Rocket developer, EERC begin testing solids pump for gasification
The University of North Dakota’s Energy & Environmental Research Center (EERC) and Pratt & Whitney Rocketdyne Inc. (PWR), a global space propulsion systems developer, have officially begun the commissioning stage of a commercial-scale dry-solids prototype pump.
The pump is used to feed a novel gasification system designed to produce syngas from a range of feedstocks, including coal, petcoke and biomass. The system can feed roughly 400 tons per day of feedstock into the gasifier, helping to reduce capital costs of a commercial scale unit by 20 percent compared to conventional systems. The system also reduces carbon emissions by 10 percent, and the gasifier offers a 90 percent reduction in size compared to traditional systems. PWR credits that statistic to its ability to leverage decades of experience in rocket propulsion technology and its skill in controlling large amounts of energy in small spaces. “At this point, EERC is involved in rocket science,” said Gerald Groenewold, EERC director.
The dry-solids pump was designed to continuously feed coal or biomass into a high-pressure environment. The pump operates by using a series of stable, load-bearing arcs created by the biomass that gathers between the side walls of the pump. The high pressure feeding into the biomass pump chamber causes the feedstock to gather into arcs. Those arcs can support very large loads, according to PWR, all while trapping or locking in the pressure in the chamber. Mechanical belts on both sidewalls of the pumps then force the feedstock packed into the chamber into a discharge chamber that feeds into the gasifier.
More than 200 people were on hand April 11 for the dry-solids pump commissioning event at the EERC, including several prominent congressional leaders from North Dakota. Gov. Jack Dalrymple addressed the crowd first, followed by Sen. John Hoeven, R-N.D., and then Representative Rick Berg, R-N.D., all of whom spoke about the important role of bringing together the expertise of a public institution like EERC and the private needs of industry. According to Groenewold, 87 percent of the 300 contracts the EERC is currently working on are with private partners. “Don’t advance something no one wants,” Groenewold said, quoting Thomas Edison.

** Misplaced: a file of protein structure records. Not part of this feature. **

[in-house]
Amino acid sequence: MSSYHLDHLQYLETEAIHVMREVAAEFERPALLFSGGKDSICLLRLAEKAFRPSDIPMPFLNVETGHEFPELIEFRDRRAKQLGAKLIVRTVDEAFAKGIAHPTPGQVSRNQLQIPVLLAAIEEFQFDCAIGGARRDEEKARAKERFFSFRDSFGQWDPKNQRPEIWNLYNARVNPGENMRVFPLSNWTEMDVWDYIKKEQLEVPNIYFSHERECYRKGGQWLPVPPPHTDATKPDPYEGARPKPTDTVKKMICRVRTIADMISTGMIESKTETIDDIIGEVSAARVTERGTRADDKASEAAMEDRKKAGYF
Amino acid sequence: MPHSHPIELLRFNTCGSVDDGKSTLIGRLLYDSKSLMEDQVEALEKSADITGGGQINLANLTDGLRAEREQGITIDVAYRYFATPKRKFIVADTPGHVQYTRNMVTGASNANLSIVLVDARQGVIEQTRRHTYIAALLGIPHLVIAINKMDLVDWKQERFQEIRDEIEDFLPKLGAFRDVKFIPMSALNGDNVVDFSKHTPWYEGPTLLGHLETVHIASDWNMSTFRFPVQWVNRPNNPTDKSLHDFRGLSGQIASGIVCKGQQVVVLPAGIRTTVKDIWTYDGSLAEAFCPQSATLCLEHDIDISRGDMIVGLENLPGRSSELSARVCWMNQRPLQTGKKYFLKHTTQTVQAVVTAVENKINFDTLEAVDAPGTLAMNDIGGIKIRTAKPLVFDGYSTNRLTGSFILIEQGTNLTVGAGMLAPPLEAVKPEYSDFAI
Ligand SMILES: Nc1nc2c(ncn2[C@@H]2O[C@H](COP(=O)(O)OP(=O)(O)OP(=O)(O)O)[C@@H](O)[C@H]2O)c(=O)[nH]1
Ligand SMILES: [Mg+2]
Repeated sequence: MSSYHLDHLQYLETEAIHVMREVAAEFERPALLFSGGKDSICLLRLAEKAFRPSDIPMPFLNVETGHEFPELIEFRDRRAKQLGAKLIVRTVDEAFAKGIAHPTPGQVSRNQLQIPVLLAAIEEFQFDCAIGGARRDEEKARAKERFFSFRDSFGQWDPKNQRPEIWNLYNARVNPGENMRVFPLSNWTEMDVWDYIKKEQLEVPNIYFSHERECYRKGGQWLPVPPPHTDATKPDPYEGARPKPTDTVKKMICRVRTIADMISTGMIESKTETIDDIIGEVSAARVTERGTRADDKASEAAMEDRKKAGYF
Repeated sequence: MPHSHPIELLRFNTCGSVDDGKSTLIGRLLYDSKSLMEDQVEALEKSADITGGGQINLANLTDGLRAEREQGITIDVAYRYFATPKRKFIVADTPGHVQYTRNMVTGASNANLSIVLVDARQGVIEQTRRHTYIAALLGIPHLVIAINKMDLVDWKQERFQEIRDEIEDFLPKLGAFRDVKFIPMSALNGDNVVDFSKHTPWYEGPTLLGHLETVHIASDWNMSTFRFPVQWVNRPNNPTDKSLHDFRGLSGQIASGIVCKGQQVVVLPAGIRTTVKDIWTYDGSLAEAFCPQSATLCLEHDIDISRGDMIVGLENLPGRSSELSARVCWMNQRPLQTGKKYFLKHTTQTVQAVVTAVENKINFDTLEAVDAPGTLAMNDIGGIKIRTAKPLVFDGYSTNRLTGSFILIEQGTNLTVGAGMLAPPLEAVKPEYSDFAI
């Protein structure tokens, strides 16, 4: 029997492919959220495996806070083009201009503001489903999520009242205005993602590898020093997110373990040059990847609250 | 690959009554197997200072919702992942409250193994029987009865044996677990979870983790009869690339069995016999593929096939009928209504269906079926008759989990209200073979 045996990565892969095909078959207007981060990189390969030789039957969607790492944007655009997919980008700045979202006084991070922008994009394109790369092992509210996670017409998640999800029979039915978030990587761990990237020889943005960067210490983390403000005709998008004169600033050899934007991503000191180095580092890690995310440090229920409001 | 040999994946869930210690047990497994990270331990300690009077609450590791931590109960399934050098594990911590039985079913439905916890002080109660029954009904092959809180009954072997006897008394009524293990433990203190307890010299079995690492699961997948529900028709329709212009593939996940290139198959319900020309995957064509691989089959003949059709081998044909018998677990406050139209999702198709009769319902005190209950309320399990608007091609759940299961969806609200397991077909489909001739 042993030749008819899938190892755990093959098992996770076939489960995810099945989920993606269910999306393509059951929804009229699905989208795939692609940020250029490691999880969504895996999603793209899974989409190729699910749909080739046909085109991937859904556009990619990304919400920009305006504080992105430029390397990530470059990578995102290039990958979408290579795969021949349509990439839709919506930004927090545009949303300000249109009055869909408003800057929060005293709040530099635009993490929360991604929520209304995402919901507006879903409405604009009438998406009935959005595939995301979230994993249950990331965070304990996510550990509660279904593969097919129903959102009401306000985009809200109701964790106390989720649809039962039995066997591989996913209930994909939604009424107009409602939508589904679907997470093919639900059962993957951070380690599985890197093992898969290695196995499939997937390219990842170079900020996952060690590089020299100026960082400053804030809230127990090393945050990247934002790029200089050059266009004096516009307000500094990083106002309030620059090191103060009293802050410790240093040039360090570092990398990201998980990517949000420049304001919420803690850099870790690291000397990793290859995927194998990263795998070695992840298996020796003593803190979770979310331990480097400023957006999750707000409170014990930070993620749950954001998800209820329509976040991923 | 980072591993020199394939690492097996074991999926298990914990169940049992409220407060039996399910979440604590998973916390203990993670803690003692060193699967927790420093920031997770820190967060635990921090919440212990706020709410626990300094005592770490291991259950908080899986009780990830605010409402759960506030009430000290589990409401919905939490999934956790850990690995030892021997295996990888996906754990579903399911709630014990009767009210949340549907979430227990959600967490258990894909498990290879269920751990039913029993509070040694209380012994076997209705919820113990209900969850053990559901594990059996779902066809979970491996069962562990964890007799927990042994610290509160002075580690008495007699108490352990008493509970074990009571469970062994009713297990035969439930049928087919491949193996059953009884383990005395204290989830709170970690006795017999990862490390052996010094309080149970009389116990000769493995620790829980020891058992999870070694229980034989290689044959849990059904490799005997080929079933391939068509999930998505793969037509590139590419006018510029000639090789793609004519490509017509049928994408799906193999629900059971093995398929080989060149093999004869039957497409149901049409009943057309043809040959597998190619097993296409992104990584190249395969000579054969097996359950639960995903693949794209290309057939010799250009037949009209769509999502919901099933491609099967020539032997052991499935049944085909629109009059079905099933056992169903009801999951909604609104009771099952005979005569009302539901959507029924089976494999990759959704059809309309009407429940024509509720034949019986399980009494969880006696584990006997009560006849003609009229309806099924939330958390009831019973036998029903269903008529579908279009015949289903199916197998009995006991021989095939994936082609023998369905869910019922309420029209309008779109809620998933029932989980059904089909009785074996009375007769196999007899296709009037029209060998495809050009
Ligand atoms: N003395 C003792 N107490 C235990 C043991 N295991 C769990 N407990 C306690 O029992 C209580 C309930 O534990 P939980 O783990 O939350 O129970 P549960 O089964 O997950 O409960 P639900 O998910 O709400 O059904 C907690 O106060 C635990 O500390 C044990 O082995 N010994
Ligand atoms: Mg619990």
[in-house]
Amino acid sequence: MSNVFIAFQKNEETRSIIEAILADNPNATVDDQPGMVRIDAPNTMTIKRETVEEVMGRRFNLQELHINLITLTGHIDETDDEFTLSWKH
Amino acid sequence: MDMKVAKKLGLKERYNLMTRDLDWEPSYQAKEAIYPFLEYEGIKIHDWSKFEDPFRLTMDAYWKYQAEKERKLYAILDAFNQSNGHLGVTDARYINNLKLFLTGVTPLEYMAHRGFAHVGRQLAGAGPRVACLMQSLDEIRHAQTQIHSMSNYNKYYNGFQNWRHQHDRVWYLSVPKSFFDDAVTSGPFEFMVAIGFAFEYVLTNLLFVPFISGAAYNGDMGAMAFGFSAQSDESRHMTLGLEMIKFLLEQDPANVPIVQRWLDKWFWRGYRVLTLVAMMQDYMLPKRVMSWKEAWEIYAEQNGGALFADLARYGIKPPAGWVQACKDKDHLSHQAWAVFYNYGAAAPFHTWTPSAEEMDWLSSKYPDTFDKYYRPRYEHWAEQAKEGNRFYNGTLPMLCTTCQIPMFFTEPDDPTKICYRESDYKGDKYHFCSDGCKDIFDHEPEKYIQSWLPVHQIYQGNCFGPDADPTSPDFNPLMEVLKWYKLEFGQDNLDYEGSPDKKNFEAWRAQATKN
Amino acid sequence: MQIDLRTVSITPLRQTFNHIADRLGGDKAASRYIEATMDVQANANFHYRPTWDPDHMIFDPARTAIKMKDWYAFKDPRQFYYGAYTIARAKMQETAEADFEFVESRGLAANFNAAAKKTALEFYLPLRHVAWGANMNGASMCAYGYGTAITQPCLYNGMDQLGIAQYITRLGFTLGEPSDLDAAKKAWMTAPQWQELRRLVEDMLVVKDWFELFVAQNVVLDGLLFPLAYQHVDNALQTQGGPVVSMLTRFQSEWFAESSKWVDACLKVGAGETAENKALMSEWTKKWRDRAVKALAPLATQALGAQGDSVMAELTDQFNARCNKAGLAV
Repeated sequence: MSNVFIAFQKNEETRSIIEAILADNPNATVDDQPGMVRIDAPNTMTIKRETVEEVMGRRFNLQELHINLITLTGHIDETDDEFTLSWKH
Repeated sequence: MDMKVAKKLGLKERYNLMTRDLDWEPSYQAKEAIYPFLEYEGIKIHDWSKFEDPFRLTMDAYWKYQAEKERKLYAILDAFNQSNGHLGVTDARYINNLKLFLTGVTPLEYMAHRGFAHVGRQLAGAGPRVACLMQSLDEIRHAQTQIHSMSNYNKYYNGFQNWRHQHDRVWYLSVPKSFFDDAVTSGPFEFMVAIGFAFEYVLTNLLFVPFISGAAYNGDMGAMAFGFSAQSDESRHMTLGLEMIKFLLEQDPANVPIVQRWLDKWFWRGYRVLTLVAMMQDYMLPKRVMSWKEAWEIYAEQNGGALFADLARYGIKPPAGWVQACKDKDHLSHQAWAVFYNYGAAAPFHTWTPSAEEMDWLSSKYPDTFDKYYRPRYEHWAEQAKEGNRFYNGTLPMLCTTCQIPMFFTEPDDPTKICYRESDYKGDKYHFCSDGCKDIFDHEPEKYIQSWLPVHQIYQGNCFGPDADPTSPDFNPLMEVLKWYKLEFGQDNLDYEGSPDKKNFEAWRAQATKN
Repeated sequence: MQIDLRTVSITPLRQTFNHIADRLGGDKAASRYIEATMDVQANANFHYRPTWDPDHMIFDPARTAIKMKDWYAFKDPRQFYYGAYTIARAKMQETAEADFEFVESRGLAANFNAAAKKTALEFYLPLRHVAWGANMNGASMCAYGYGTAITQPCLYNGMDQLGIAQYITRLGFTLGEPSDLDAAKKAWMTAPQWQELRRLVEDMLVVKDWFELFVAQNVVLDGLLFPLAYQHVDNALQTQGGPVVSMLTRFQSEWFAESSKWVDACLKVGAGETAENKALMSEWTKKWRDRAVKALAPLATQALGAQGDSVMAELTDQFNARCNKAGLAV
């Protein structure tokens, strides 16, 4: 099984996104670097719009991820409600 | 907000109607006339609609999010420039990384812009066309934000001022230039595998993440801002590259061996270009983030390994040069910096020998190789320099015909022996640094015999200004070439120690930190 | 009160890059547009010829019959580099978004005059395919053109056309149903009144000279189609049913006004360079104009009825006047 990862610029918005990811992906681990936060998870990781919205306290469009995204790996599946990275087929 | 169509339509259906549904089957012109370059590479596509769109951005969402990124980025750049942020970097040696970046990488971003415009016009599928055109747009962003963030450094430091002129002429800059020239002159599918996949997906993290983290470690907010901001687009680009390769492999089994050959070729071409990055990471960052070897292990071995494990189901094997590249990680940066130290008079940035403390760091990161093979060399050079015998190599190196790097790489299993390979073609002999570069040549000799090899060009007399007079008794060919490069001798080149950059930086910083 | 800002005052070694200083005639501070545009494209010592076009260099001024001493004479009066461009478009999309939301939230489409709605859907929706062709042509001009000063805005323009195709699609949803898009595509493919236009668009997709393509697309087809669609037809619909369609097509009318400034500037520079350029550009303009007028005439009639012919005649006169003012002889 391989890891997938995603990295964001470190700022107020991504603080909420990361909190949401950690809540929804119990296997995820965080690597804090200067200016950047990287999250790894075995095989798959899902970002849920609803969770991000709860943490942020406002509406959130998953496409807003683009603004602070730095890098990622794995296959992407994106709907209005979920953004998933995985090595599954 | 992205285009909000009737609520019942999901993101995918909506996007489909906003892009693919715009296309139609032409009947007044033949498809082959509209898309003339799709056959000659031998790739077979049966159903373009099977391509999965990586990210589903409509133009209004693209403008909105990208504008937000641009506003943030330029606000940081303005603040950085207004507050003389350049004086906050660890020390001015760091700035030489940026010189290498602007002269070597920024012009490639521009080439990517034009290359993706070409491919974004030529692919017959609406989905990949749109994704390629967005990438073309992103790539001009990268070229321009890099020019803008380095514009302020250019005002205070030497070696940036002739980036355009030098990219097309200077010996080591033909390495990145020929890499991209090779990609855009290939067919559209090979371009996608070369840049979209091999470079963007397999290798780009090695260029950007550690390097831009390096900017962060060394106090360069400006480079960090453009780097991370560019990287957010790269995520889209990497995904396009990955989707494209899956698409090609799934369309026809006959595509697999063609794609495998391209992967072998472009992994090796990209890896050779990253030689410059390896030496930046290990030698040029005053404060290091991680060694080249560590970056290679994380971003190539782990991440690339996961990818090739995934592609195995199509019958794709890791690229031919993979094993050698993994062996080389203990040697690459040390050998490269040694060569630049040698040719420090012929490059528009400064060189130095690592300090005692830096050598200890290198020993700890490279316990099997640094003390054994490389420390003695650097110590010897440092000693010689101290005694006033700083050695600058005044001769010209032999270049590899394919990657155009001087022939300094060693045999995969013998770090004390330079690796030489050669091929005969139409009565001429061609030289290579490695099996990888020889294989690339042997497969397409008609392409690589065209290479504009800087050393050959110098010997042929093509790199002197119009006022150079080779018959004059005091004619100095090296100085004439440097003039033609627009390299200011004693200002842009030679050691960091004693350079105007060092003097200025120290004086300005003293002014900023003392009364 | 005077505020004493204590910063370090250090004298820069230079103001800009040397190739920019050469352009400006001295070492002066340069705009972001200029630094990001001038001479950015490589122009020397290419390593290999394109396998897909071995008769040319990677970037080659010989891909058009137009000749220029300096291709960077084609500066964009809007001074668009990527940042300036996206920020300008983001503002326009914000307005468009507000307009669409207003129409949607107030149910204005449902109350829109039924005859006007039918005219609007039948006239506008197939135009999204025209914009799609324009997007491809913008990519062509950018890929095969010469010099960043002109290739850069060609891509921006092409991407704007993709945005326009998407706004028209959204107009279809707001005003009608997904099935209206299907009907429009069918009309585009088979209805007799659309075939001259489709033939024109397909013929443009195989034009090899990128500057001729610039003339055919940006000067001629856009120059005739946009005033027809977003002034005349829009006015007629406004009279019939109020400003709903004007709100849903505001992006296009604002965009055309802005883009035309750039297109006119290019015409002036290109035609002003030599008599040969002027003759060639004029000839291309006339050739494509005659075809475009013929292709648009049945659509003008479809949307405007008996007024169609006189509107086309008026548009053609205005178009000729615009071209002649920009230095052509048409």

The EERC and PWR were joined on the project by the U.S. DOE’s National Energy Technology Laboratory and Alberta Innovates—Energy and Environmental Solutions, both of which providing funding for the project, which started in 2005.
Jim Maser, president of PWR, said he hopes the company’s investment is going to pay off, adding that when Rocketdyne first began discussing the possibility of branching out its expertise into other areas, the energy world made the most sense. That expertise includes technology that was used to put men on the moon, he said, and technology used in 32 engines on the Apollo rockets. “At our heart, we are an energy conversion company,” he explained. “But we are a high-density energy conversion company. If you look at a rocket engine you get the sense that that is high energy, so we do a lot of energy in small spaces and we do it under extreme conditions.”
“We want to take this technology through our development phase (at the EERC), learn everything we need to know and then go to an industry scale and commercialize it,” Maser said. The unit at the EERC is already designed to meet the demands of a commercial-scale operation.